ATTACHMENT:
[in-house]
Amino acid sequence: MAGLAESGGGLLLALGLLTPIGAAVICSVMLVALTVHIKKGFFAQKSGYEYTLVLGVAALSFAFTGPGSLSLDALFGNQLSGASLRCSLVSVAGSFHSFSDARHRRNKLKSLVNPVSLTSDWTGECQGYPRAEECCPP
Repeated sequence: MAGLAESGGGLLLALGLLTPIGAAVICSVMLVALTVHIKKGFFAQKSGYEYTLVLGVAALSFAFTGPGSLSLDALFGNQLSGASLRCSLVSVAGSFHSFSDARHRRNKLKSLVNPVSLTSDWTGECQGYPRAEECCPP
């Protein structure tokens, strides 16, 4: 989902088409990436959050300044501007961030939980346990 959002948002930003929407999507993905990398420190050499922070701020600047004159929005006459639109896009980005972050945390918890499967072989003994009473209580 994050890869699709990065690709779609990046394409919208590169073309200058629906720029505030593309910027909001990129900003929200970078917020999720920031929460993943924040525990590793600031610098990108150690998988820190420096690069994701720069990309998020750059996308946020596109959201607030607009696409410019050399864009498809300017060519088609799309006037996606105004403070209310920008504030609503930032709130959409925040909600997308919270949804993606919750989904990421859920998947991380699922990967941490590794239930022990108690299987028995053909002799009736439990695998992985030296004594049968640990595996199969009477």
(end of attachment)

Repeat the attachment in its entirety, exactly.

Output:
[in-house]
Amino acid sequence: MAGLAESGGGLLLALGLLTPIGAAVICSVMLVALTVHIKKGFFAQKSGYEYTLVLGVAALSFAFTGPGSLSLDALFGNQLSGASLRCSLVSVAGSFHSFSDARHRRNKLKSLVNPVSLTSDWTGECQGYPRAEECCPP
Repeated sequence: MAGLAESGGGLLLALGLLTPIGAAVICSVMLVALTVHIKKGFFAQKSGYEYTLVLGVAALSFAFTGPGSLSLDALFGNQLSGASLRCSLVSVAGSFHSFSDARHRRNKLKSLVNPVSLTSDWTGECQGYPRAEECCPP
């Protein structure tokens, strides 16, 4: 989902088409990436959050300044501007961030939980346990 959002948002930003929407999507993905990398420190050499922070701020600047004159929005006459639109896009980005972050945390918890499967072989003994009473209580 994050890869699709990065690709779609990046394409919208590169073309200058629906720029505030593309910027909001990129900003929200970078917020999720920031929460993943924040525990590793600031610098990108150690998988820190420096690069994701720069990309998020750059996308946020596109959201607030607009696409410019050399864009498809300017060519088609799309006037996606105004403070209310920008504030609503930032709130959409925040909600997308919270949804993606919750989904990421859920998947991380699922990967941490590794239930022990108690299987028995053909002799009736439990695998992985030296004594049968640990595996199969009477």